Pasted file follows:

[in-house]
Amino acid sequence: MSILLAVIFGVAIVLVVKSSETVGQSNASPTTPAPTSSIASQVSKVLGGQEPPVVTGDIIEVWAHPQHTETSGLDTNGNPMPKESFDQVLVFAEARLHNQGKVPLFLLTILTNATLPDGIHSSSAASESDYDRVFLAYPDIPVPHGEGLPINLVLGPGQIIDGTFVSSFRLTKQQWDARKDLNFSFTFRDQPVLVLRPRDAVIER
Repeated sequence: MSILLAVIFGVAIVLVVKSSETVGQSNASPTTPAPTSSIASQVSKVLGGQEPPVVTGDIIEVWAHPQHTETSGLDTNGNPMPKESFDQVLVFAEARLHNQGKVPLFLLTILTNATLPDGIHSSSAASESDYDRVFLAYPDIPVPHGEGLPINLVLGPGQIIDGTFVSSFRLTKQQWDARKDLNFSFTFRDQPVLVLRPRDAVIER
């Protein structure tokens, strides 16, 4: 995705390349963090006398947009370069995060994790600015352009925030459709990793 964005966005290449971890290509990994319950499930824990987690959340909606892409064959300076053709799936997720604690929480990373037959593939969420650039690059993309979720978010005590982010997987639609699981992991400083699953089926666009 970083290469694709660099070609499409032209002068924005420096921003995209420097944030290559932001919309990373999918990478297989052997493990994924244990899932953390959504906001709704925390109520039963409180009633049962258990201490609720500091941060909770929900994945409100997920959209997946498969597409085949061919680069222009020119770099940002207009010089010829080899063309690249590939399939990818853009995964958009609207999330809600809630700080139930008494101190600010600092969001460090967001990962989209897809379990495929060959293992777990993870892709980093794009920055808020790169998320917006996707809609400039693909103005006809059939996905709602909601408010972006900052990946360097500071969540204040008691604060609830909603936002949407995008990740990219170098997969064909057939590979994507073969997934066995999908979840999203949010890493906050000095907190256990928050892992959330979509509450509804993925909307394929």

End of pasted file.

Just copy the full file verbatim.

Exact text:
[in-house]
Amino acid sequence: MSILLAVIFGVAIVLVVKSSETVGQSNASPTTPAPTSSIASQVSKVLGGQEPPVVTGDIIEVWAHPQHTETSGLDTNGNPMPKESFDQVLVFAEARLHNQGKVPLFLLTILTNATLPDGIHSSSAASESDYDRVFLAYPDIPVPHGEGLPINLVLGPGQIIDGTFVSSFRLTKQQWDARKDLNFSFTFRDQPVLVLRPRDAVIER
Repeated sequence: MSILLAVIFGVAIVLVVKSSETVGQSNASPTTPAPTSSIASQVSKVLGGQEPPVVTGDIIEVWAHPQHTETSGLDTNGNPMPKESFDQVLVFAEARLHNQGKVPLFLLTILTNATLPDGIHSSSAASESDYDRVFLAYPDIPVPHGEGLPINLVLGPGQIIDGTFVSSFRLTKQQWDARKDLNFSFTFRDQPVLVLRPRDAVIER
């Protein structure tokens, strides 16, 4: 995705390349963090006398947009370069995060994790600015352009925030459709990793 964005966005290449971890290509990994319950499930824990987690959340909606892409064959300076053709799936997720604690929480990373037959593939969420650039690059993309979720978010005590982010997987639609699981992991400083699953089926666009 970083290469694709660099070609499409032209002068924005420096921003995209420097944030290559932001919309990373999918990478297989052997493990994924244990899932953390959504906001709704925390109520039963409180009633049962258990201490609720500091941060909770929900994945409100997920959209997946498969597409085949061919680069222009020119770099940002207009010089010829080899063309690249590939399939990818853009995964958009609207999330809600809630700080139930008494101190600010600092969001460090967001990962989209897809379990495929060959293992777990993870892709980093794009920055808020790169998320917006996707809609400039693909103005006809059939996905709602909601408010972006900052990946360097500071969540204040008691604060609830909603936002949407995008990740990219170098997969064909057939590979994507073969997934066995999908979840999203949010890493906050000095907190256990928050892992959330979509509450509804993925909307394929």